Vietnam veteran and Amherst Township resident Joe Horvath has been nominated for Veteran of the Year at Italian American Veterans Post 1 in Lorain.
The honor will be decided Saturday at 5 p.m. Nominations for the award come through various military groups in Lorain County such as Veterans of Foreign Wars and the American Legion.
Horvath remembers Oct. 2, 1969, as if it were yesterday.
As a member of the U.S. Army’s 82nd Medical Company, also known as “Dustoff,” he had become accustomed to his job: search, rescue, and collecting the dead.
On that fateful, day, the 22-year-old Horvath and his fellow crewmen pulled a South Vietnamese army soldier to safety aboard their helicopter, Dustoff 88. That’s when a Viet Cong gunman opened fire at the nose of the vehicle, wounding the commander and sending shrapnel and glass flying into Horvath’s face.
“It was an everyday thing and we had to do it,” he said. “We were soldiers and flew all day. It was getting dark by the last time we went in. The aircraft commander told us to keep an extra eye out and it was our last run of the day, so that meant getting lower to the ground.
“I saw the man at the 10 o’clock position. He was waiving a flashlight with a red lens in it but the lens was broken,” he said. “He had two bullet wounds, both of them big. He fell as he came toward us because of them and from the wind of the helicopter blade.
“I hollered out, ‘den day,’ which means ‘come here’ in Vietnamese. He started running toward us and fell down again. By this time, the helicopter was about six feet off the ground. He got to the ship and our hands slapped together. Then I looked and saw the Viet Cong right in front of us. They fired right away.”
All aboard Dustoff 88 on that run managed to survive without air or ground backup. The man hanging from Horvath’s arm as the helicopter took off was the 29th the unit had saved that day.
“Our ship started going up and up and up and I am hanging on to this guy blowing in the wind,” he remembered. “I felt the pain on the side of my face, but with the adrenaline it was hard to focus on it.”
For his role in the rescue, dubbed “Mission Impossible,” Horvath was awarded the Silver Star Medal, the third highest accolade given to a U.S. soldier in combat, and the Vietnamese Cross of Gallantry.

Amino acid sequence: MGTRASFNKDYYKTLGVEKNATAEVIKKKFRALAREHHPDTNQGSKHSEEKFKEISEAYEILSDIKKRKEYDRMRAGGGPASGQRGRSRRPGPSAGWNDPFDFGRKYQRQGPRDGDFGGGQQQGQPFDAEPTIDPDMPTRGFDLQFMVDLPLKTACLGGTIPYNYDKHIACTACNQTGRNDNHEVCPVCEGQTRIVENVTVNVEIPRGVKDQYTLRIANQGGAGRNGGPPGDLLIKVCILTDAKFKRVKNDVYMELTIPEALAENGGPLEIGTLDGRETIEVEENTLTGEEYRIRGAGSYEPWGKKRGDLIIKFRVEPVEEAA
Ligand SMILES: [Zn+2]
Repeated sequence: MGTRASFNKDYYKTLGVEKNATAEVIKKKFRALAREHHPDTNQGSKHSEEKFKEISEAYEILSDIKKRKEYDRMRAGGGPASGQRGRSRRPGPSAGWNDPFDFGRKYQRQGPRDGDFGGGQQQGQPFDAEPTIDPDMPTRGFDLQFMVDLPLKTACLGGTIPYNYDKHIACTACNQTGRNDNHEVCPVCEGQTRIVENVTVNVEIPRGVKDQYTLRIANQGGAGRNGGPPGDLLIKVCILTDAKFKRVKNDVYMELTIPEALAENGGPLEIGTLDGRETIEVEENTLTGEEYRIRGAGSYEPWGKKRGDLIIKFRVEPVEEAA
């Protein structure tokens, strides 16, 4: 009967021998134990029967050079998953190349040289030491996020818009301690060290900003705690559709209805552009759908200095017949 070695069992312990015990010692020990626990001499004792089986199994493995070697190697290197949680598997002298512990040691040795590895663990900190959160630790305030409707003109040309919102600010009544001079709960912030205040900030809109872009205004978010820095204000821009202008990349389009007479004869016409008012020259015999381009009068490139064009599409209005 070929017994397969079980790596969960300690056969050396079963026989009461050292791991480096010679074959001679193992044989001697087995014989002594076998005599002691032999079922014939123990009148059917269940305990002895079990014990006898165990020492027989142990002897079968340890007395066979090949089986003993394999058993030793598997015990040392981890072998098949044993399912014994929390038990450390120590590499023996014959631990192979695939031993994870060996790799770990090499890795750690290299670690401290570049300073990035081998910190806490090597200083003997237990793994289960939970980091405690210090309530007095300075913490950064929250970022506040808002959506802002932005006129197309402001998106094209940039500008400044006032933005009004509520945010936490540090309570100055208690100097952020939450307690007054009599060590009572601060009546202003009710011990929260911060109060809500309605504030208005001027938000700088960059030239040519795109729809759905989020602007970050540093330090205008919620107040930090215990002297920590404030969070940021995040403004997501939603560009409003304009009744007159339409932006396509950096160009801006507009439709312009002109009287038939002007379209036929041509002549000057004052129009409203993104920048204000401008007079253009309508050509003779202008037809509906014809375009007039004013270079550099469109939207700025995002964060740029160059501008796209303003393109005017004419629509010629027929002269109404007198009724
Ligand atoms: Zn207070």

During and following the Vietnam War, the 82nd Medical Company earned two Presidential Unit Citations, four Meritorious Unit Citations, and a Valorous Unit Award. The commander of Dustoff 88, Michael Novosel, was awarded a Congressional Medal of Honor and penned the book, “Dustoff: Memoirs of an Army Aviator.”
Horvath was the keynote speaker June 23, 2007, at the dedication ceremony for the Lorain County Vietnam Veterans Memorial on North Lake Street in Amherst.
“We’ve been involved since they started building it,” said Horvath’s wife and high school sweetheart, Linda. “Joe, I, and committee members take care of the actual memorial. We pull all the weeds, trim all the bushes, replace the mulch. We have a vigil every Memorial Day.”
Linda sold dedication rights to more than 1,500 pavers lining the walkways of the memorial, one personally dedicated by Joe to a fellow Lorain native that was killed in Vietnam, his best friend, Edgar La Torre.
“Edgar was only 19 when he died,” said Joe. “We volunteered for the draft together. He told my mom he’d take care of me when we went to boot camp. I told his mom the same thing. We were supposed to stay together but got separated when I went to Dustoff and he went to the Air Calvary. He was shot on the ground after being in the country less than three weeks.”
The next vigil at the Vietnam memorial will be at 6 p.m. on Saturday, May 27 and will also mark the 10-year-anniversary of the site’s dedication.
“Whenever a flag at the memorial gets frayed or tattered, Joe changes it,” said Linda. “That’s his job. If one needs to be lowered to half-mast, he’s out there at dawn, and at dusk, he raises it back up.”
The Horvaths showed us a video slideshow, made this past fall, detailing Joe’s personal wartime photos and said it was the first time they’d shared it outside of a close circle.
Pictures included the immediate aftermath of “Mission Impossible,” harrowing depictions of other rescue operations, as well as more pleasant moments alongside La Torre and a faithful canine companion. Linda’s music choices accompanying the pictures included Vietnam-era songs such as The Who’s “Baba O’ Riley” and The Animals’ “We’ve Got To Get Out Of This Place.”
“Putting this together was 45 years in the making,” she said. “It took three months to make. Joe and I helped divide up the slides, but Melendez Video in Amherst had to individually clean each one. I went back several times to pick the music to go with each one. People there couldn’t believe that Joe had just had these pictures for so long and kept them to himself.”
Jonathan Delozier can be reached at 440-647-3171 or @DelozierNews on Twitter.
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